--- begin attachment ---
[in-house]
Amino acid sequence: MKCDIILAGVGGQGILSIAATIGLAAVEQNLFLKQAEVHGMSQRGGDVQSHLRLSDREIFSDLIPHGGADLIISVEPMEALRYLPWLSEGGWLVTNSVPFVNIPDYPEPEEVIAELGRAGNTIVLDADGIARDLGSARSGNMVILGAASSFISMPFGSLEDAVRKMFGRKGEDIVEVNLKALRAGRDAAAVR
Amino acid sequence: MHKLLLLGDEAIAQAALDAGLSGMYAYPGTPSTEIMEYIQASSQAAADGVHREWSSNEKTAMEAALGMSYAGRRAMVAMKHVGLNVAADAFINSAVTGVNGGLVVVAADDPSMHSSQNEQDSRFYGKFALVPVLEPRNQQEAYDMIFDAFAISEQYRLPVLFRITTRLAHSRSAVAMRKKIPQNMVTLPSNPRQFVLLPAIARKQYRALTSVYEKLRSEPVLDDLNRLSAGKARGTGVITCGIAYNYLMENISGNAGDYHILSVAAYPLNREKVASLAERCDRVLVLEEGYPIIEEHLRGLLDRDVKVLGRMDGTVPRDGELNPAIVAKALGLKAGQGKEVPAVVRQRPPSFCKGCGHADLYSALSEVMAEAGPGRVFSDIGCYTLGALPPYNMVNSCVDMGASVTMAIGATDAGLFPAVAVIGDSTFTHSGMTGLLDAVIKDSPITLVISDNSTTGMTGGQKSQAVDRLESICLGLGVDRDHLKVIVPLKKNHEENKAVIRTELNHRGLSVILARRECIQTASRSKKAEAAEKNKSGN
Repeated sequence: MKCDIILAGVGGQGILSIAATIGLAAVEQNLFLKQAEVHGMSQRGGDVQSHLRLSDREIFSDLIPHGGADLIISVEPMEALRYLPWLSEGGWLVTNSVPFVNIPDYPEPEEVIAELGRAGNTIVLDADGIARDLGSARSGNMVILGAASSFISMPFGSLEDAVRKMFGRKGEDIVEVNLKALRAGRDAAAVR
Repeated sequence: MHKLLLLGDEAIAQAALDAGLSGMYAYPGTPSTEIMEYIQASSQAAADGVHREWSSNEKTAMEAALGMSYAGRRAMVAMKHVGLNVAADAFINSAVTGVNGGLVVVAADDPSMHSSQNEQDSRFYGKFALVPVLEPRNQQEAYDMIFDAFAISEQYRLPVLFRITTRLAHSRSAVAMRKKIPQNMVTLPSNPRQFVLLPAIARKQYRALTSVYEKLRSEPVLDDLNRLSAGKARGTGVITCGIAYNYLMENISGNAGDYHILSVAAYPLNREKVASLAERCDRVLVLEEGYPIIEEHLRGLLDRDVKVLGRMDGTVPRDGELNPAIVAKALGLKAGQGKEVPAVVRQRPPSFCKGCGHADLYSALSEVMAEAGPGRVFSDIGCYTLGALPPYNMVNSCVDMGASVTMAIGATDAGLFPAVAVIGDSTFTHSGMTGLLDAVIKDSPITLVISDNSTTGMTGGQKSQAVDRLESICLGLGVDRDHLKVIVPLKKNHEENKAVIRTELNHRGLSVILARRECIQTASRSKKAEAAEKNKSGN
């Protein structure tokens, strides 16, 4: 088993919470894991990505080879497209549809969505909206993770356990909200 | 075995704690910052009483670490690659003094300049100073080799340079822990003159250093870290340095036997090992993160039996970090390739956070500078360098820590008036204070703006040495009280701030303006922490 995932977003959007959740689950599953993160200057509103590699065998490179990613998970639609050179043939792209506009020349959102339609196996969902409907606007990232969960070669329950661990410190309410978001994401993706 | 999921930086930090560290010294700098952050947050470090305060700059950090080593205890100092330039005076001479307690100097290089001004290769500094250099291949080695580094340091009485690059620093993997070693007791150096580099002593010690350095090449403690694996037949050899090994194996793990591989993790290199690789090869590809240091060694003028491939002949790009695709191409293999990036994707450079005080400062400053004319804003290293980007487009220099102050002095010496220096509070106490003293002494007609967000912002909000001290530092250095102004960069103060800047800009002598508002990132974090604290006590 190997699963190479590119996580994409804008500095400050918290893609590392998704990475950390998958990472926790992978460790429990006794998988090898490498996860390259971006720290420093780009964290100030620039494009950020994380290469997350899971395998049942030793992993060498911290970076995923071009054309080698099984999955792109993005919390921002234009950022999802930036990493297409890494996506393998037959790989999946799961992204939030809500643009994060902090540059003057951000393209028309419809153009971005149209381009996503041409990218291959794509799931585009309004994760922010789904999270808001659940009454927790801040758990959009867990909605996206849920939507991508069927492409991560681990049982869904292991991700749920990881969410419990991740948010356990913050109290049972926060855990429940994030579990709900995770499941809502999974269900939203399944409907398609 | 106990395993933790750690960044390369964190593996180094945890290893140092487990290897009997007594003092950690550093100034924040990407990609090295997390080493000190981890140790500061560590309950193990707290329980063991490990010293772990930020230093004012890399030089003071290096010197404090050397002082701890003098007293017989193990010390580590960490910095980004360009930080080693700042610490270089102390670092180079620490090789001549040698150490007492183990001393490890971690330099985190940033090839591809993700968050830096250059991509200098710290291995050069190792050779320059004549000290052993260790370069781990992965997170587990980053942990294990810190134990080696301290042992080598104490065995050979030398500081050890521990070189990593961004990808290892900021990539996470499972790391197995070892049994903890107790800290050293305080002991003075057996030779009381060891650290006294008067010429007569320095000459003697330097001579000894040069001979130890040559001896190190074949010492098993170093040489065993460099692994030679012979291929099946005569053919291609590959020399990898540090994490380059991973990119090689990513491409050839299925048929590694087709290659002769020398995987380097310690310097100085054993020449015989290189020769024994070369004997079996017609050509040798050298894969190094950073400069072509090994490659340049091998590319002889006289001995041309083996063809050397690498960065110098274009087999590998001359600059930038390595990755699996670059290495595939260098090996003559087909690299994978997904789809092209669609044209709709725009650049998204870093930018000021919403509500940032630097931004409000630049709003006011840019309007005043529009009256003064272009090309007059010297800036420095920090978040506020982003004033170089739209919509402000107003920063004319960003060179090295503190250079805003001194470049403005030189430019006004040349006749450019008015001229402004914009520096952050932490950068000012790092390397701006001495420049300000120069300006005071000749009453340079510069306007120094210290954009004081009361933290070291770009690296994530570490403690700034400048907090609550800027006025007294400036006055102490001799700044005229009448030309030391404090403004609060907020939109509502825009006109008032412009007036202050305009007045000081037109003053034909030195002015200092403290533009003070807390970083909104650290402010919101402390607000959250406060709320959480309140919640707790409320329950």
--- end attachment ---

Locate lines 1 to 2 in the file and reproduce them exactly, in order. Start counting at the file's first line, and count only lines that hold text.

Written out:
[in-house]
Amino acid sequence: MKCDIILAGVGGQGILSIAATIGLAAVEQNLFLKQAEVHGMSQRGGDVQSHLRLSDREIFSDLIPHGGADLIISVEPMEALRYLPWLSEGGWLVTNSVPFVNIPDYPEPEEVIAELGRAGNTIVLDADGIARDLGSARSGNMVILGAASSFISMPFGSLEDAVRKMFGRKGEDIVEVNLKALRAGRDAAAVR